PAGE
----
Translations : Cary Bartsch
Written for people looking for information with meaning, L’Alpe is the first review devoted to the many cultures and heritages of Alpine Europe. Its ambition is to provide information, language barriers not withstanding. As your guide, L’Alpe looks at the people who, from the meandering Danube to the Rhône, have adapted to an exceptional climate. A cross between a book and a magazine, it draws on the first to provide background documents on a main theme, supported by rigorous analysis, an insistence on quality and the notoriety of renown authors. From the second, it adopts a quarterly rhythm for regular contributions to current debates, rich illustrations, the insatiable curiosity of its journalists and a necessarily didactic approach. Though rigorous in its approach to knowledge, L’Alpe is not a scientific journal. It calls on the contributions of history, geography, archaeology, ethnology, etc. to shed light on the meaning of the traces left by man on the mountain environment. And it is also open to current debates on the future of the Alps and other mountains in the world.
THIS MONTH’S TOPIC
Humble Alpine music – an essay
The soft ringing of sheep bells is as central to highland identities as the boiling torrents and the wind whistling through cabin planks. A highly sophisticated folk music that only farmers and shepherds know how to compose by choosing the right combination of bells and beasts. A rejuvenating concerto featuring bells and song. By Guillaume Lebaudy, ethnologist, director of the Maison du Berger in Champoléon.
Since the 1970s, Jean-Luc Joseph has documented rural life in the Arly Valley in Savoy, an area where the violin reigns. His passion has never faltered. A meeting with a photographer and amateur musician with a very humanistic approach and whose photos stand out for their authenticity, striking just the right note. By Sophie Boizard, editor of L’Alpe.
Troublemakers in Alpine folk music
Revolution ! For the past two decades, they have been reinventing Swiss folk music with their accordions or simply with their voices. Funk music played with an Alphorn ? Jodel electro-style ? Appenzell waltzes with contemporary music ? Anything goes. These new musicians are engaged in a surprising battle with traditionalists. By Manon (Greta) Wallenberger, transhumant shepherdess and free spirit.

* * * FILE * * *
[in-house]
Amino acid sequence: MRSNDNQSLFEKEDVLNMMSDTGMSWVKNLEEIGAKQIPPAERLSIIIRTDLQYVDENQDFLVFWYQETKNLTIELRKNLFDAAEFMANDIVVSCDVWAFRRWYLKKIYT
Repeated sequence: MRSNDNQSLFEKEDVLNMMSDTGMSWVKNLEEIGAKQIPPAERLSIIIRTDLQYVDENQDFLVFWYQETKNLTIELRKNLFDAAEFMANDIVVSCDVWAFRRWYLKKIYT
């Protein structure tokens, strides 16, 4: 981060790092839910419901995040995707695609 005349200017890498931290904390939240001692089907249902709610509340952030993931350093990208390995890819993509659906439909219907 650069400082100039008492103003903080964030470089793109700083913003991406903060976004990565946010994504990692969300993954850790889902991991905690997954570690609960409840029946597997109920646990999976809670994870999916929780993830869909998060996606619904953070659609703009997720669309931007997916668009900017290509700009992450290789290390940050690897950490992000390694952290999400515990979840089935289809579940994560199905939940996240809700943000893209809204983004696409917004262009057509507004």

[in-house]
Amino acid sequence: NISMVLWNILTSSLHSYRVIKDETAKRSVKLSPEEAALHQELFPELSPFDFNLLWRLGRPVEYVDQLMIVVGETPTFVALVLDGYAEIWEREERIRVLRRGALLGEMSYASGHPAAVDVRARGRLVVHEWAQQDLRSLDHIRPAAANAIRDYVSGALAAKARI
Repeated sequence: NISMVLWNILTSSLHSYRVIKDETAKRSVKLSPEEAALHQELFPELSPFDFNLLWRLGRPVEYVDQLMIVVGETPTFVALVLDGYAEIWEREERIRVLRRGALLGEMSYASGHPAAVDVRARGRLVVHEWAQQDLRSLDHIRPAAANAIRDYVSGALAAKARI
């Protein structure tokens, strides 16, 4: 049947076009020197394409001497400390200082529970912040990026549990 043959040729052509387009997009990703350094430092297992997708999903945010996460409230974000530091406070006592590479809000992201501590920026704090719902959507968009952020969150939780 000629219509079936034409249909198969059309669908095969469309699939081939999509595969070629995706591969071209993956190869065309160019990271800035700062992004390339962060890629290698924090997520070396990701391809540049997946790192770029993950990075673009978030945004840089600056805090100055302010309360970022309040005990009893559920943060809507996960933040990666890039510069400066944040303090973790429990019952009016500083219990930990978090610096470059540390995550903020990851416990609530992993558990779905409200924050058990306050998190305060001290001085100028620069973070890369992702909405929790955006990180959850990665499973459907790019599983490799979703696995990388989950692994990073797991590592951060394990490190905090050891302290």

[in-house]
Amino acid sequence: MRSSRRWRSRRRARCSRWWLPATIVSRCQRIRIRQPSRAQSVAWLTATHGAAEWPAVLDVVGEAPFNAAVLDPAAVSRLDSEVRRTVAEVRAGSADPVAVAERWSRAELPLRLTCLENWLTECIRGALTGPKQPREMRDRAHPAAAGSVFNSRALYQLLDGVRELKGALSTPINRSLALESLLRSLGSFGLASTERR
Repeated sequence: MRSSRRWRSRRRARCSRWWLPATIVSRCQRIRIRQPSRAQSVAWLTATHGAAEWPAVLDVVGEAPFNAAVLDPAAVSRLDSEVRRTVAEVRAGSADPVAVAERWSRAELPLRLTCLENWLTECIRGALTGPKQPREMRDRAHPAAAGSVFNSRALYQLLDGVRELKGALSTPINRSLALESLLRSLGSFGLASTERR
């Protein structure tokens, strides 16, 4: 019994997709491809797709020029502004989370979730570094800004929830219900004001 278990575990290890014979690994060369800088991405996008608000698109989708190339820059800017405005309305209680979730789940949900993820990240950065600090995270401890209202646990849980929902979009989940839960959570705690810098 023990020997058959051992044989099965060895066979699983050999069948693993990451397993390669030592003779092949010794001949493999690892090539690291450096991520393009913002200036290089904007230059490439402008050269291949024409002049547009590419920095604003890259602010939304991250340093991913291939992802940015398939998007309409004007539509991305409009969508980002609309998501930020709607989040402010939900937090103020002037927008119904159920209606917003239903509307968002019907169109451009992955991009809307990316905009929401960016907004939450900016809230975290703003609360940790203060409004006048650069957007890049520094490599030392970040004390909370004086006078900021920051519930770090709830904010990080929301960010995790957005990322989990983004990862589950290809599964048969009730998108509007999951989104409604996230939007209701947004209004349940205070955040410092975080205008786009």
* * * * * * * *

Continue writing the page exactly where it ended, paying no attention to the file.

A balalaika in the backpack
The mountain-refuge tour is an exceptional project. What is the basic idea ? Bring music to mountain dwellers and music lovers to the mountains through a series of high-altitude concerts. By Laetitia Cuvelier, former postwoman and refuge warden, now writer and journalist.
The Betruf, a summer’s eve prayer in the Alps
This prayer by shepherds heard in the past, at dusk, in German-speaking Switzerland and Liechtenstein, has virtually disappeared. An odd chant that would appear to arise from ages past. By Christophe Gros, assistant-curator in the European department, and Federica Tamarozzi, ethnologist and patrimonial curator at the Ethnographic museum in Geneva.
A mountain of sheet music
The Mountain museum in Turin has over the years pulled together a remarkable collection of almost 250 music scores. Classical or comical, narrative or ornamental, understated or baroque, the covers speak to the relationship between music and the mountains. Here and abroad. By Andrea Gherzi, author and composer, graduated from the Turin conservatory and university.
Make music !
This guide lists by country, date and type of music the best festivals during the summer of 2016 in the seven countries of the Alps, as well as the favourite events of friends of the editorial team here. Conductor of the orchestra here at L’Alpe, Dominique Vulliamy.
Fort or monument ? In the 1800s, the history of castles in the Savoy was rewritten according to a very imaginative view of the Middle Ages. In response to this overly romantic vision, a scientific approach arose, driven be enthusiasts, archaeologists, archivists and artists. An exhibition in Annecy highlights, among other approaches, these pioneers who attempted to restore the historical sites while respecting their true history. By Sophie Marin, policy officer for patrimonial conservation at the Museum-château in Annecy.
The philosopher, member of the Académie française, has always stood out for the spontaneous clarity of his insights. Invigorating and enlightening, his pleasure in knowledge is contagious. By Pascal Kober, editor-in-chief at L’Alpe.
Mountains by Serres
Michel Serres welcomed the editorial staff to his home to discuss, for almost two hours, his relationship with mountains, rural life, music, language, writing and knowledge. A vibrant and stimulating meeting… By Sophie Boizard, editor, and Pascal Kober, editor-in-chief at L’Alpe.
Le Clézio inspired photographer Jean-Christophe Béchet to follow in the footsteps of the persecuted Jews who attempted to cross the Franco-Italian border in the Mercantour mountains in 1943. An impressive, even daunting photographic project in an inhospitable region where the past is very present.
André Pitte, who founded L’Alpe, left us exactly ten years ago. His friend, the writer Anne de Staël, draws here the portrait of a man who injected life into his dreams by bringing together so many fellow human beings. Wonderful.
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